We hosted a fascinating webinar on July 23, 2014, on the topic of how fertility health and general health are interrelated. Ann Mullen, Director of Client Services at Cycle Technologies, interviewed fertility expert, Dr. Mary Lee Barron. They discussed important issues for men as well as for women regarding risk factors for fertility health and how these factors can be a marker for chronic disease. Here is a sample of the many important points talked about:
Posts in: Men and Family Planning
Join us for a line-up of fertility experts this summer! Whether you are a healthcare provider or just interested in learning a little more about your fertility, we have an event for you! .....
On Minnesota Public Radio recently, experts from the Institute for Reproductive Health (IRH) at Georgetown University, and the Guttmacher Institute discussed the state of birth control in the U.S. IRH did a great job of outlining their top 5 takeaways from the discussion on their blog.
The takeaways include...
Thank you to everyone who participated this past weekend in the production of our documentary-style video. Check out some of the behind the scenes photos! An amazing group of women shared their stories.
CycleBeads Myth: Men won't use this family planning method.
We hear this a lot especially from health providers working in particularly male dominant social contexts. There is a sense that men in these situations don’t care whether or not their partners get pregnant and/or can’t control themselves if they have to abstain or use a condom.
The Truth: It is true that it's important that both partners agree to use this method in order for it to be successful. However, there have been numerous surprising examples of how interested men actually are in using this method. They are often happy to have a method that won't cause side effects for their female partners and the fact that CycleBeads is a clear visual tool changes the dynamic of a conversation about whether or not it's a good time to have sex or use a condom.
One example of the interest level among men occurred in a program in Benin when CycleBeads were first introduced in that country. There was concern that men in this male dominant and Muslim country might not be willing to use CycleBeads. The health clinics were shocked when men started showing up asking for CycleBeads to take home to their wives. The providers had initially planned to counsel women and thought that they would have to give them the tools to convince their husbands. In fact, they had to change their protocols so that they could counsel the male partners who in turn wanted to explain it to their wives.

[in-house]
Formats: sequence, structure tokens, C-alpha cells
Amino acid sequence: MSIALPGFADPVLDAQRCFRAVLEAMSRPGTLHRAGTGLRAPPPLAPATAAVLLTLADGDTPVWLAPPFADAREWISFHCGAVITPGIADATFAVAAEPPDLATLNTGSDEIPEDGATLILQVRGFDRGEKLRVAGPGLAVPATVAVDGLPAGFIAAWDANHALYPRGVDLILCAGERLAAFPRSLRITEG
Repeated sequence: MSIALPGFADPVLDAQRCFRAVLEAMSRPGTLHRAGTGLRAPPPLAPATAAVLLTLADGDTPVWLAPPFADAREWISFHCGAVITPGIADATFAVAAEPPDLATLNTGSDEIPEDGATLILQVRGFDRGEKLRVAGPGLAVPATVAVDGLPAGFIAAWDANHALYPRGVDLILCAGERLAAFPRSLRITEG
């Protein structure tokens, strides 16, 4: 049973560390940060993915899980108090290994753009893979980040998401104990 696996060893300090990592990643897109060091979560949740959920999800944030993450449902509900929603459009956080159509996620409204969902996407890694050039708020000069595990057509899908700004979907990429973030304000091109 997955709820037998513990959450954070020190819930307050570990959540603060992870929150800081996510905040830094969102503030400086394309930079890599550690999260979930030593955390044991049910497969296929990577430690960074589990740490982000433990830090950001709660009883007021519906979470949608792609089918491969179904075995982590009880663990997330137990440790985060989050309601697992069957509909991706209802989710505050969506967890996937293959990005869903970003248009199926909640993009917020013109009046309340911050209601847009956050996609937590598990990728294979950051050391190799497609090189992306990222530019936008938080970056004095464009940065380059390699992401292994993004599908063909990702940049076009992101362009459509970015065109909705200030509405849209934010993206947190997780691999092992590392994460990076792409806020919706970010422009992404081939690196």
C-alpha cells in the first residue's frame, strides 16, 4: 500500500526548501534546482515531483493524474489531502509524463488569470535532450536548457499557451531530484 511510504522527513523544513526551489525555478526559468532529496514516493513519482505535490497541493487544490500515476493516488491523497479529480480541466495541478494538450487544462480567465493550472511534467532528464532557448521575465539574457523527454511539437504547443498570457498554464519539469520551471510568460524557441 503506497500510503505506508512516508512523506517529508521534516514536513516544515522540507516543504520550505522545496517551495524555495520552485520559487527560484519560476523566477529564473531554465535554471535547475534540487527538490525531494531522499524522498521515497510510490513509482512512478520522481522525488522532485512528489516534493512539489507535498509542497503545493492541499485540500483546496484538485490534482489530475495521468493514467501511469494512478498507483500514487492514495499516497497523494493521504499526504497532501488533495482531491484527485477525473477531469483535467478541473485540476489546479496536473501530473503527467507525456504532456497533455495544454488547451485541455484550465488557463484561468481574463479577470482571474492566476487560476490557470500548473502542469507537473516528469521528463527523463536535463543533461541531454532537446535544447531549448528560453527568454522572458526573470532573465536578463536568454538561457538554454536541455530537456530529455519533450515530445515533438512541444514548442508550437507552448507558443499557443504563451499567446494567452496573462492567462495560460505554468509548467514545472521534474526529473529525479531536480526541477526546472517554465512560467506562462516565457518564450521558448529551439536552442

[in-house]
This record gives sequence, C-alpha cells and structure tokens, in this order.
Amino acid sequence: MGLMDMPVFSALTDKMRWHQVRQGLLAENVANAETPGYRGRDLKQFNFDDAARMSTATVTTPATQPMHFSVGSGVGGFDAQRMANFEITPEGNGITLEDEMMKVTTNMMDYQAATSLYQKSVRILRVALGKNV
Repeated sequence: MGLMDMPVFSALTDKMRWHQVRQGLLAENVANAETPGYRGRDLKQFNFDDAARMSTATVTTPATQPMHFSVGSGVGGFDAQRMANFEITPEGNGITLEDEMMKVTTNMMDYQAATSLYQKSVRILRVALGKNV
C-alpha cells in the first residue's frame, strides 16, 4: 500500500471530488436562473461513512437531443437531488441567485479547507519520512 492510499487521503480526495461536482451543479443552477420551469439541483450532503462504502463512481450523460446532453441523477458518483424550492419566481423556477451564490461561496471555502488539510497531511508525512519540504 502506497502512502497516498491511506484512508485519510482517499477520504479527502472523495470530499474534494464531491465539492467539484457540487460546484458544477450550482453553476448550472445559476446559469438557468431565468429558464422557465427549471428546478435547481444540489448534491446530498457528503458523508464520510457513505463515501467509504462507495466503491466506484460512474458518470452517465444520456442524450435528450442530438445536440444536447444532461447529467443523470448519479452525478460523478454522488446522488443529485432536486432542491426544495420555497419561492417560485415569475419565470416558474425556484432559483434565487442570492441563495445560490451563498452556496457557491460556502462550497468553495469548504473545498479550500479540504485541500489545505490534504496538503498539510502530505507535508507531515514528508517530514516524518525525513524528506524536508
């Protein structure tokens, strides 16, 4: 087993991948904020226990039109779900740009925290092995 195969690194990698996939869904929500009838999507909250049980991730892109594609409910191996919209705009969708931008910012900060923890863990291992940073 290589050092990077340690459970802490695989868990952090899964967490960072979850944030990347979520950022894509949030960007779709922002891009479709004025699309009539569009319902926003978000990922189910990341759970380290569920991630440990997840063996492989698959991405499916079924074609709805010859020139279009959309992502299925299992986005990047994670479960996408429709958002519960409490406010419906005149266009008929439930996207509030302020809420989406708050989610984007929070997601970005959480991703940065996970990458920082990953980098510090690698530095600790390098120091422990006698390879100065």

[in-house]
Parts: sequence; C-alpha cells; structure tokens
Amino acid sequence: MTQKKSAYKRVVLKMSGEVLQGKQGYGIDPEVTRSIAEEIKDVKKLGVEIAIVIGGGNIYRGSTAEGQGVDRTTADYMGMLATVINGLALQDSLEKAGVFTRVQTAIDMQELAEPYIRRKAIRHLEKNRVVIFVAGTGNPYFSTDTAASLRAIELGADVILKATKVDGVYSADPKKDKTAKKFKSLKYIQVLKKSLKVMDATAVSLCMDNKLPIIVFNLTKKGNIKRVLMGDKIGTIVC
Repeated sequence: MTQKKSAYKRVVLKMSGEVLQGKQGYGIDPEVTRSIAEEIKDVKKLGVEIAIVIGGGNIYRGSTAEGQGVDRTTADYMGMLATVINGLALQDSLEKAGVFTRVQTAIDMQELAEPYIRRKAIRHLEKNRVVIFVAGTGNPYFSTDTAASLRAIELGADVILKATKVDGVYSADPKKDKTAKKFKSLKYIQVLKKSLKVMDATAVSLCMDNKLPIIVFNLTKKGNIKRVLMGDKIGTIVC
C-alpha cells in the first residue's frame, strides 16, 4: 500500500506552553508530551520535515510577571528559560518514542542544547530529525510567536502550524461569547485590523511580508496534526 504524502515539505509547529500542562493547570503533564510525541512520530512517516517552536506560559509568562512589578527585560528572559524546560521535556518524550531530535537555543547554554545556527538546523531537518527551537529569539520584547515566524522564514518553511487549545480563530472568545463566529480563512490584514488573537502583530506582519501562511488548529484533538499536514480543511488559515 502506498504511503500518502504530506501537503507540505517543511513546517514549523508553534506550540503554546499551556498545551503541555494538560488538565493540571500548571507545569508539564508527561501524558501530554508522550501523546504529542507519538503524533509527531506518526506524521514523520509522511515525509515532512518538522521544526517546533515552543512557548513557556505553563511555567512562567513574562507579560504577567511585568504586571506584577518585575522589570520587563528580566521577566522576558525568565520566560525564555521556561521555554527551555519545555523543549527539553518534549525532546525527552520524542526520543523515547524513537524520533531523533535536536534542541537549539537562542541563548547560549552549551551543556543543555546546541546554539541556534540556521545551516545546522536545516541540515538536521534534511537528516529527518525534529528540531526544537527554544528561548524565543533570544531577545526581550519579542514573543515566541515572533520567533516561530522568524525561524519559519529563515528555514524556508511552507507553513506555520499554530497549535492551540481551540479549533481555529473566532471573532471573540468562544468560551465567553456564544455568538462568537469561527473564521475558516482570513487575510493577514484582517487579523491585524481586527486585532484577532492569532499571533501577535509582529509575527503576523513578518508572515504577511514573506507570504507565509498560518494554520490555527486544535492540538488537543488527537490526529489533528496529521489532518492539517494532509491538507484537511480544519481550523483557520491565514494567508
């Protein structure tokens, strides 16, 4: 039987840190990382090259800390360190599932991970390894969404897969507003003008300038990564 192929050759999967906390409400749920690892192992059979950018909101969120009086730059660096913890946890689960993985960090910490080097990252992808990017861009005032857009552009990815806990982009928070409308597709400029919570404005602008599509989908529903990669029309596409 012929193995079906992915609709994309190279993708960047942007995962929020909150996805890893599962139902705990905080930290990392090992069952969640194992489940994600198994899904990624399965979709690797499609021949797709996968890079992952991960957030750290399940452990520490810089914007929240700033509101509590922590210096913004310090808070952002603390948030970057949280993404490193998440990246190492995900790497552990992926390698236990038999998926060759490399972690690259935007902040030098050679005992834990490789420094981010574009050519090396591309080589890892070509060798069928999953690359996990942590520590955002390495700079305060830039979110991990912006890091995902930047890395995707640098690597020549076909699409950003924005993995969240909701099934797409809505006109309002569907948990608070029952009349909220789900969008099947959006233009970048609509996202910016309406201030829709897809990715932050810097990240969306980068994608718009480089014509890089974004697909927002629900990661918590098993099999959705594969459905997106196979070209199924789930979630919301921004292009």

Believe it or not, college students are often hesitant to talk about their sex lives, but health educators need them to do exactly that in order to provide students with the best health services. We spoke with Katie Garcia, health educator at Vanderbilt University, to find out how she gets students to open up about sexual health issues.
A recent study featured in the New York Times found that injectable contraceptives such as Depo-Provera, double the risk that women will become infected with HIV. Furthermore, if a woman is HIV positive, use of injectable contraceptives appear to double the risk that she will transmit the virus to her partner.
A True Partnership
Melanie and Levan are happy. Married for years, and co-owners of a school canteen in the Phillipines’ Marakina City, this husband and wife are partners in every sense of the word. Together, they raise three children, manage a business and even collaborate on family planning.
Many healthcare providers traveling to developing countries have found CycleBeads® to be a useful educational tool and family planning option during their medical missions. Below is the story of one midwife’s experience in Haiti and how she used CycleBeads during her trip.
We’ve been investigating how a woman’s cycle affects male-female relationships and have found that when a woman is accurately informed about what is going on with her body and can clearly communicate it to her partner, it enhances the relationship overall. Sounds easy enough, but what is a good way to accomplish this?
"I am a women's health graduate student in Boston and a classmate who works in the family planning field shared the joys of CycleBeads. I began using my CycleBeads not for family planning but to track the symptoms of my disease, endometriosis. Because of a blood clot on my lungs last summer I am no longer able to take hormonal birth control. Now, with CycleBeads I am able to know when my symptoms (specifically pain) are worse. I am grateful to CycleBeads for helping me navigate this new path of my journey with endometriosis."